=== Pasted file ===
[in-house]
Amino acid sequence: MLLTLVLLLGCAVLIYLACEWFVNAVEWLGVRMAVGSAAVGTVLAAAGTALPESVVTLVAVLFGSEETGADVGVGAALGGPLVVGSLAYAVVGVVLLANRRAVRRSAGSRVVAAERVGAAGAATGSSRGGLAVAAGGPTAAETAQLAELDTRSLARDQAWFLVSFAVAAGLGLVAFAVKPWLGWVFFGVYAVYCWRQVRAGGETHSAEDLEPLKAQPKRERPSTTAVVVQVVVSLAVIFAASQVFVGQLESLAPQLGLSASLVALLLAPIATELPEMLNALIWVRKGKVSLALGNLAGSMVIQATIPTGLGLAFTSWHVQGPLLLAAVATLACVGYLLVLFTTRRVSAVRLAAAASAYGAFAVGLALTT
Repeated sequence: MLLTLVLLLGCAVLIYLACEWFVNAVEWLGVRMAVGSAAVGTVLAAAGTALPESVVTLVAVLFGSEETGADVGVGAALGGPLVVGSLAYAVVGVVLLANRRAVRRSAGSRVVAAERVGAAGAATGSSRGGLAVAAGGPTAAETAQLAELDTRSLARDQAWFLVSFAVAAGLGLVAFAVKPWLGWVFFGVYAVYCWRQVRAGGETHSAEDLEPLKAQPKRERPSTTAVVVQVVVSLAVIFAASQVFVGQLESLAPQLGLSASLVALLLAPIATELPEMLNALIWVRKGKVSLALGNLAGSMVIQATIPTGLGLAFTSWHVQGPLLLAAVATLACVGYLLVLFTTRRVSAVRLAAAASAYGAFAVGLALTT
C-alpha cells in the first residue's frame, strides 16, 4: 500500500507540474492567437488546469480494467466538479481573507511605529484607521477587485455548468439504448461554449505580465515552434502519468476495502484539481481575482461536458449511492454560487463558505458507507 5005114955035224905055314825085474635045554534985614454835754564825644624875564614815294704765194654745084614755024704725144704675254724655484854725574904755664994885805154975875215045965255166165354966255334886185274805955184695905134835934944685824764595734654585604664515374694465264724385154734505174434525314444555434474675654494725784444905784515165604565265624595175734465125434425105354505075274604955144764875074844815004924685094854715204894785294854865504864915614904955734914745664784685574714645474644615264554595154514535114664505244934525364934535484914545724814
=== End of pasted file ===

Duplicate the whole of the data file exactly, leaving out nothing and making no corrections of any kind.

[in-house]
Amino acid sequence: MLLTLVLLLGCAVLIYLACEWFVNAVEWLGVRMAVGSAAVGTVLAAAGTALPESVVTLVAVLFGSEETGADVGVGAALGGPLVVGSLAYAVVGVVLLANRRAVRRSAGSRVVAAERVGAAGAATGSSRGGLAVAAGGPTAAETAQLAELDTRSLARDQAWFLVSFAVAAGLGLVAFAVKPWLGWVFFGVYAVYCWRQVRAGGETHSAEDLEPLKAQPKRERPSTTAVVVQVVVSLAVIFAASQVFVGQLESLAPQLGLSASLVALLLAPIATELPEMLNALIWVRKGKVSLALGNLAGSMVIQATIPTGLGLAFTSWHVQGPLLLAAVATLACVGYLLVLFTTRRVSAVRLAAAASAYGAFAVGLALTT
Repeated sequence: MLLTLVLLLGCAVLIYLACEWFVNAVEWLGVRMAVGSAAVGTVLAAAGTALPESVVTLVAVLFGSEETGADVGVGAALGGPLVVGSLAYAVVGVVLLANRRAVRRSAGSRVVAAERVGAAGAATGSSRGGLAVAAGGPTAAETAQLAELDTRSLARDQAWFLVSFAVAAGLGLVAFAVKPWLGWVFFGVYAVYCWRQVRAGGETHSAEDLEPLKAQPKRERPSTTAVVVQVVVSLAVIFAASQVFVGQLESLAPQLGLSASLVALLLAPIATELPEMLNALIWVRKGKVSLALGNLAGSMVIQATIPTGLGLAFTSWHVQGPLLLAAVATLACVGYLLVLFTTRRVSAVRLAAAASAYGAFAVGLALTT
C-alpha cells in the first residue's frame, strides 16, 4: 500500500507540474492567437488546469480494467466538479481573507511605529484607521477587485455548468439504448461554449505580465515552434502519468476495502484539481481575482461536458449511492454560487463558505458507507 5005114955035224905055314825085474635045554534985614454835754564825644624875564614815294704765194654745084614755024704725144704675254724655484854725574904755664994885805154975875215045965255166165354966255334886185274805955184695905134835934944685824764595734654585604664515374694465264724385154734505174434525314444555434474675654494725784444905784515165604565265624595175734465125434425105354505075274604955144764875074844815004924685094854715204894785294854865504864915614904955734914745664784685574714645474644615264554595154514535114664505244934525364934535484914545724814